From Film House to Ghost House: 8 Former Embassies around the World

SPOT – Taipei Film House

The latest issue of Travel and Leisure includes a “Definitive Guide to Taipei.” I guess I’m a little out of touch with the magazine’s regular readership, because I lived in Taipei for 10 years and I’ve only been to one of the hot spots that they listed. I’m not talking about the general areas. I’ve been to Daan, I just haven’t sipped tea at Cha Cha Thé. And I’ve spent time at Beitou, but I’ve never experienced the hot-spring spas at Villa 32.

One place I have been, though, was mentioned as a favorite by one of their “insiders.” Designer Chrystal Wang tells readers,

Catch a movie at Spot, a colonial-style mansion turned theater that shows indie and art-house films. The charming café next door is the perfect place for afternoon tea.

While Wang’s description is accurate, it’s somewhat incomplete. The building us much more than just “a colonial-style mansion.” It’s the former US embassy.

Built in the 1920s by the occupying Japanese, the building housed ambassadors until being closed in 1979, when the US severed diplomatic ties with Taiwan. Then, after being abandoned for nearly 20 years, the renovated structure reopened in 2002. Now the ambassador’s garage has become an 88-seat movie theater; the coat room is a gift shop; and the reception room is the C25 Coffee Shop.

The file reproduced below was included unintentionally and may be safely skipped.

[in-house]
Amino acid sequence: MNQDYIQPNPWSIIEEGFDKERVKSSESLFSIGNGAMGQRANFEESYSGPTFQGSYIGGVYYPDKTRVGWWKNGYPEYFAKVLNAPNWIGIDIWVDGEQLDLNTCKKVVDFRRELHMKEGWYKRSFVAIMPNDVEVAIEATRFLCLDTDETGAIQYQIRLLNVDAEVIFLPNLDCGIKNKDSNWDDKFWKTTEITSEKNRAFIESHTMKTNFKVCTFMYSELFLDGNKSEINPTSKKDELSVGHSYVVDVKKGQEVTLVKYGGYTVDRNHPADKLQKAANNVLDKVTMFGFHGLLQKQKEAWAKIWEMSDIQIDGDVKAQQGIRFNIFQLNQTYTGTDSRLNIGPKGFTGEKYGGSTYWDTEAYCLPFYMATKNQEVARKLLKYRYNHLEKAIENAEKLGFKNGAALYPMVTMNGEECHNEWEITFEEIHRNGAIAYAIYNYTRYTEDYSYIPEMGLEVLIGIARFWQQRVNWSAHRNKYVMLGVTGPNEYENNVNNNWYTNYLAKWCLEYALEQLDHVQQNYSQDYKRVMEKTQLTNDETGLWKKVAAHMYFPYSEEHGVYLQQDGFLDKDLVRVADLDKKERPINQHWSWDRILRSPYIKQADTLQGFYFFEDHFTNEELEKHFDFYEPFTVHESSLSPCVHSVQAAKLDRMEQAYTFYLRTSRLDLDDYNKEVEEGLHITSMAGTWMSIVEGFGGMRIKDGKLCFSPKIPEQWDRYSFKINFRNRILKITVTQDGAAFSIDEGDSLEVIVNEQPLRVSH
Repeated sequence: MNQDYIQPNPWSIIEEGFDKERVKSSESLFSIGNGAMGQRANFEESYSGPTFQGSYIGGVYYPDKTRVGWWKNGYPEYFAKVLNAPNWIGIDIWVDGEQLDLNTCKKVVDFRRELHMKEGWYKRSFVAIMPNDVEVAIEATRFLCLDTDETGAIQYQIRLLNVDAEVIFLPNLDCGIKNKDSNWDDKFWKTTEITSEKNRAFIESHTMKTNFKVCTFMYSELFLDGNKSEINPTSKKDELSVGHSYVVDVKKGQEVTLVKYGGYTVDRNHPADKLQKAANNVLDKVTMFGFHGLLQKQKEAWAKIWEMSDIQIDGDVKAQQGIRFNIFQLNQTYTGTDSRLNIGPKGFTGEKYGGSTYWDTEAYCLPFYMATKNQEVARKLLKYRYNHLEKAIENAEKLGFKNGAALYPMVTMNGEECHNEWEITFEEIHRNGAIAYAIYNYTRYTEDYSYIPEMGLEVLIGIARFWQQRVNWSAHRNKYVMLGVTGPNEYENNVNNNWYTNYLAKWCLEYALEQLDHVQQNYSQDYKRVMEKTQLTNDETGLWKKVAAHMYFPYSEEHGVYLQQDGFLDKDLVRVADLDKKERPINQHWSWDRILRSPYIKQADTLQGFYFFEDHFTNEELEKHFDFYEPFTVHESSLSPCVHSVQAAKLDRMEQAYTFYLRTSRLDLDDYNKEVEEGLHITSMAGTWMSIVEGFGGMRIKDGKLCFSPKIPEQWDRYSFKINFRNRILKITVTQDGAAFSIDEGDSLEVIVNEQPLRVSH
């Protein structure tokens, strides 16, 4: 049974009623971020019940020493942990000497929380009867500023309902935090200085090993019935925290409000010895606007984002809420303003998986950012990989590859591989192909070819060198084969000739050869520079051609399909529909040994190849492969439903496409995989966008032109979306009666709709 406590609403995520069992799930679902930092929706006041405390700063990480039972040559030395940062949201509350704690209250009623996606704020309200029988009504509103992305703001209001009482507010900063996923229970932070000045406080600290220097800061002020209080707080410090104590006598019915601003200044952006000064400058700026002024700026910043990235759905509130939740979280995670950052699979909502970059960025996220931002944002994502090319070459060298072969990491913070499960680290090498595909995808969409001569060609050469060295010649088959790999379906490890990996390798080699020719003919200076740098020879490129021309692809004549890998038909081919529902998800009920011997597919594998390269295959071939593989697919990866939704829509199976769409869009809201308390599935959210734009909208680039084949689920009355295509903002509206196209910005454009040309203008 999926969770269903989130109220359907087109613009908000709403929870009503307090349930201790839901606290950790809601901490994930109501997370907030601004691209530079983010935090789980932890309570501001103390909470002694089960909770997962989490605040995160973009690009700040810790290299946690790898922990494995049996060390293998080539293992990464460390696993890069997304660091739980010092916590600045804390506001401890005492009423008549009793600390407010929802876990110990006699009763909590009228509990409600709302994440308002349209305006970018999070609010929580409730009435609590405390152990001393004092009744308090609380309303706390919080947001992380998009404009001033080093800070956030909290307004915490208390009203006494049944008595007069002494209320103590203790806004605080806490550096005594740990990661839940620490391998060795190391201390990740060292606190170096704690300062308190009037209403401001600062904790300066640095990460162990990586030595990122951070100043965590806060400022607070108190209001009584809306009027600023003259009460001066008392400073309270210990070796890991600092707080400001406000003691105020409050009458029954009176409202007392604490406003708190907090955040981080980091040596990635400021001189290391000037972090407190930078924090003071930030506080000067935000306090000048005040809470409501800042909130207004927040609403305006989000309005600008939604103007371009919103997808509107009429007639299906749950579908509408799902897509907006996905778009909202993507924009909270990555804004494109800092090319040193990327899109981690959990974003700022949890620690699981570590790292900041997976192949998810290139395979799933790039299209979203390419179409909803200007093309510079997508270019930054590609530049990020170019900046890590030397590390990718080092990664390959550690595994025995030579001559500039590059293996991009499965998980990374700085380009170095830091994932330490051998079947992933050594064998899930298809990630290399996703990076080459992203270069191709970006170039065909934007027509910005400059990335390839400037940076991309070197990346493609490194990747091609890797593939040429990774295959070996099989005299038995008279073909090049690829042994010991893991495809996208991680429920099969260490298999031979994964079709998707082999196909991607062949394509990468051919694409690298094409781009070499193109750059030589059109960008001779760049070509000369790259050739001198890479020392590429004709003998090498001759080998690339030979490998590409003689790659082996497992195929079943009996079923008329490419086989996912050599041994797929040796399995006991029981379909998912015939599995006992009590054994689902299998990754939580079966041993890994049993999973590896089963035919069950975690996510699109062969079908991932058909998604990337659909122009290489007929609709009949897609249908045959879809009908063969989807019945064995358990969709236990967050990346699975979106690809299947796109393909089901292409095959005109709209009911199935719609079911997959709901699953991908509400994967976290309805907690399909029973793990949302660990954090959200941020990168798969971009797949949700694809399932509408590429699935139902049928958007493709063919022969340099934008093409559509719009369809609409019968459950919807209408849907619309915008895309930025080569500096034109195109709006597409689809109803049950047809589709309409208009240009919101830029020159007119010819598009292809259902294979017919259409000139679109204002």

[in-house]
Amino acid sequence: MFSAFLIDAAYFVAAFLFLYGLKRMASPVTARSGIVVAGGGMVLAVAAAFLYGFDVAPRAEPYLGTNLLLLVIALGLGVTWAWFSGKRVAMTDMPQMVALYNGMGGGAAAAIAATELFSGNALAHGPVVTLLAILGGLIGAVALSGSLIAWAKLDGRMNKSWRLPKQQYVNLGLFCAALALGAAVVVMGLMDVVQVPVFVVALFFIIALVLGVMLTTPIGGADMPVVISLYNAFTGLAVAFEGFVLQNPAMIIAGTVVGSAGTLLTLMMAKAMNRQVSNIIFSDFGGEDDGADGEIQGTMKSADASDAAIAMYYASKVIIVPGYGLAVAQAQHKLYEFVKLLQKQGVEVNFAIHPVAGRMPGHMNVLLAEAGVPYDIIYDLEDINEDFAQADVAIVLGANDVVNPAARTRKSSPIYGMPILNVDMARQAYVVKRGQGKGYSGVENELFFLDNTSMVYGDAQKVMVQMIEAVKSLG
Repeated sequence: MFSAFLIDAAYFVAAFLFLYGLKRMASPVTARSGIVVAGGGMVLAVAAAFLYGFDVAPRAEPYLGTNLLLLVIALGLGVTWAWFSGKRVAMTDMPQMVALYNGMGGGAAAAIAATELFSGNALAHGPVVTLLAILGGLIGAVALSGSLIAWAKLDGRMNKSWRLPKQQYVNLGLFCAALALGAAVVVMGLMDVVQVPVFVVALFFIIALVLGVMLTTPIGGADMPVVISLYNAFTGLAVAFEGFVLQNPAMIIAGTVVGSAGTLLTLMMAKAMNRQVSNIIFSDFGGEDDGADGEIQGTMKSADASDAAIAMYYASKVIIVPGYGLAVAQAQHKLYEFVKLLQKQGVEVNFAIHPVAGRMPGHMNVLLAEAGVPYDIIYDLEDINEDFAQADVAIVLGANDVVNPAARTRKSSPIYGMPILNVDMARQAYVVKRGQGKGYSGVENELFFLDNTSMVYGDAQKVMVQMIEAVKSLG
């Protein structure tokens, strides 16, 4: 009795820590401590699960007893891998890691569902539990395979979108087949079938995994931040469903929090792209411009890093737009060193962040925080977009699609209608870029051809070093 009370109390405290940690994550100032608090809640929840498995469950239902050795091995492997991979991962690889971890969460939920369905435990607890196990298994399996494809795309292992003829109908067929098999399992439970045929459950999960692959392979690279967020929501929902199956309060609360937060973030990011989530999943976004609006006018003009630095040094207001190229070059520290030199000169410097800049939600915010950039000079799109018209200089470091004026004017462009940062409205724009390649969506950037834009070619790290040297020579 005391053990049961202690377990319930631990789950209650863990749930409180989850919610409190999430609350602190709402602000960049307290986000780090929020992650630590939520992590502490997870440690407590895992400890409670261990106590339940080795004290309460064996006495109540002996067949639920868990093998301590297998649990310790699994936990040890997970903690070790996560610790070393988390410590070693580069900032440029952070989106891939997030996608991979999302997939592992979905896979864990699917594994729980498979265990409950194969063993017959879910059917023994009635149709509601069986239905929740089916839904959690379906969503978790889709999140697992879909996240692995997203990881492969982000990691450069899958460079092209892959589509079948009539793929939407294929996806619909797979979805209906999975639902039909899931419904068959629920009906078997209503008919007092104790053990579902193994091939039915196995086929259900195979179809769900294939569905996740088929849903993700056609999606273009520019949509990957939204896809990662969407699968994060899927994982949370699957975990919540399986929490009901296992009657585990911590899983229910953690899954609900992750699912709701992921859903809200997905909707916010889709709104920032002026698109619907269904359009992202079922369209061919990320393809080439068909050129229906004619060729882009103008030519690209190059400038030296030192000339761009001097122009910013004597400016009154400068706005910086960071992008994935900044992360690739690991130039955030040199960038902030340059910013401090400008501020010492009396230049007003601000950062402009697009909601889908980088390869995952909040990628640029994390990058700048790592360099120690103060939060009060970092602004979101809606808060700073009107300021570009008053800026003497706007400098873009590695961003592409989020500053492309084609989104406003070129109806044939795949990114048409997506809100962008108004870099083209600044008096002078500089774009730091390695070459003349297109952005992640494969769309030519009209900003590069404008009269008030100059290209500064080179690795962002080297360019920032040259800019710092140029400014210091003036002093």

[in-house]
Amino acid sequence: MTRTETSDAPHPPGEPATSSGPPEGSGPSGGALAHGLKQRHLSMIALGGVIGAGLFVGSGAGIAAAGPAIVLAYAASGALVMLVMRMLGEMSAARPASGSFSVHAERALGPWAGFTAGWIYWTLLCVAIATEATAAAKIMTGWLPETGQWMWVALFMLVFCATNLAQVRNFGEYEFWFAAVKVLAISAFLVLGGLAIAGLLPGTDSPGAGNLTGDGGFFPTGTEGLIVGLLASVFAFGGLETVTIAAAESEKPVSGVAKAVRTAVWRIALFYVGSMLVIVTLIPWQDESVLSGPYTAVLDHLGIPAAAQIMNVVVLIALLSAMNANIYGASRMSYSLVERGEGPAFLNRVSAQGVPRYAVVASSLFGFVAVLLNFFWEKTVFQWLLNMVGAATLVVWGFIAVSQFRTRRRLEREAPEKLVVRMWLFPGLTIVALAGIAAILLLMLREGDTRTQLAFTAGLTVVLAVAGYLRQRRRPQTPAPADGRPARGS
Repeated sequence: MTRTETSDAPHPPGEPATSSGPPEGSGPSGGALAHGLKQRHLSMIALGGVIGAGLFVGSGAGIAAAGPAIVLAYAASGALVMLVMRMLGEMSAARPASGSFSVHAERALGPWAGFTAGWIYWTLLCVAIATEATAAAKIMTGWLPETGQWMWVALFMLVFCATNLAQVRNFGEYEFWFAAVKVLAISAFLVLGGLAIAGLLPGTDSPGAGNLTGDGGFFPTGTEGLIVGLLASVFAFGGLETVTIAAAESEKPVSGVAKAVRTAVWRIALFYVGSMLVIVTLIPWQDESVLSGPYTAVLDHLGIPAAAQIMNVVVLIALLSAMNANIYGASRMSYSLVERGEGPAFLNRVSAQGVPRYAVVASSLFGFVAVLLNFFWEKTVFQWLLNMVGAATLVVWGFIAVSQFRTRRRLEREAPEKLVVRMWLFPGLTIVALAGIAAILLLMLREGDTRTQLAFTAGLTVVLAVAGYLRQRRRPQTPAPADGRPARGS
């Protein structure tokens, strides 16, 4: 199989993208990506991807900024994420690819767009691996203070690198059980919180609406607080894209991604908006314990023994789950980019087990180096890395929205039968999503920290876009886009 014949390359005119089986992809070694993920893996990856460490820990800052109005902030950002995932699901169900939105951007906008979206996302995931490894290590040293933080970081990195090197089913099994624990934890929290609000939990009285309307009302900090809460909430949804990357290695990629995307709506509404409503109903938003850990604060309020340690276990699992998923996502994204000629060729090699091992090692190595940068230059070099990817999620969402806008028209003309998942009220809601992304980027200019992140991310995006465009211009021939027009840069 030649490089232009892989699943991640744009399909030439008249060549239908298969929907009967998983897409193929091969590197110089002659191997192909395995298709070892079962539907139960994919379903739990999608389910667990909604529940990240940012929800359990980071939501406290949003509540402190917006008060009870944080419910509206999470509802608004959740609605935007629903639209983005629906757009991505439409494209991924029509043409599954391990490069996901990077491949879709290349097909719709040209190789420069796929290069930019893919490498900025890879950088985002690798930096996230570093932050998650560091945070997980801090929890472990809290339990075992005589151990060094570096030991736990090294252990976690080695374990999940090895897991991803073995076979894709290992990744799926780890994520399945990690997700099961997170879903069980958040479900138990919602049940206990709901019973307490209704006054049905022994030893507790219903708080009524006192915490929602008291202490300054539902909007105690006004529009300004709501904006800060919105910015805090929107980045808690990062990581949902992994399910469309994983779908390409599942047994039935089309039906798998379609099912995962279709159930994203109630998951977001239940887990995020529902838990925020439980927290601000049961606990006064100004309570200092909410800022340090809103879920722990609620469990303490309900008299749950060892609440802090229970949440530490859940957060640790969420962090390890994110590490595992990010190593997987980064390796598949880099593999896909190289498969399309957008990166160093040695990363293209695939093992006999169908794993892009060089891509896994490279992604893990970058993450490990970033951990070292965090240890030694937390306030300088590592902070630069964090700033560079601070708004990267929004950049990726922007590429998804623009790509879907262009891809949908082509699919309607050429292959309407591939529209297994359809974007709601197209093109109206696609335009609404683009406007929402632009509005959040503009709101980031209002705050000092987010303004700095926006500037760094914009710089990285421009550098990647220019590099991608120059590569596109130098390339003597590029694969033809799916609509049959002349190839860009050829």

The embassy in Taiwan is not the only one that has been given a new identity. Many structures around the globe have shed their diplomatic functions and have taken on new roles.

Here are seven:

The US embassy in Tehran

The site of the hostage crisis that began in 1979. The building is now an anti-US-themed museum.

The French Embassy in Tokyo

Scheduled for demolition in 2010, the former French embassy to Japan opened its doors to nearly 100 French and Japanese artists for a giant art exhibit, entitled “No Man’s Land.” Arstcape Japan reports that the installations included one room with every surface covered in clay, “manga-inspired paintings that juxtapose Japanese ultranationalist and grotesque horrorshow motifs,” and “surreal photos of hermit crabs.”

The Iraqi Embassy in Berlin

Abandoned since 1990 when East Germany became no more, the “Ghost Embassy” is open for anyone to wander through. The United Arab Emirates’ newspaper The National, reports that the rooms of the crumbling building are littered with broken glass and abandoned files. Owned by Germany but leased perpetually to Iraq, the property seems to belong to no one. Desolate and available, the embassy became the setting for a music video made by Irish composer Eutechnik (Brian Smith).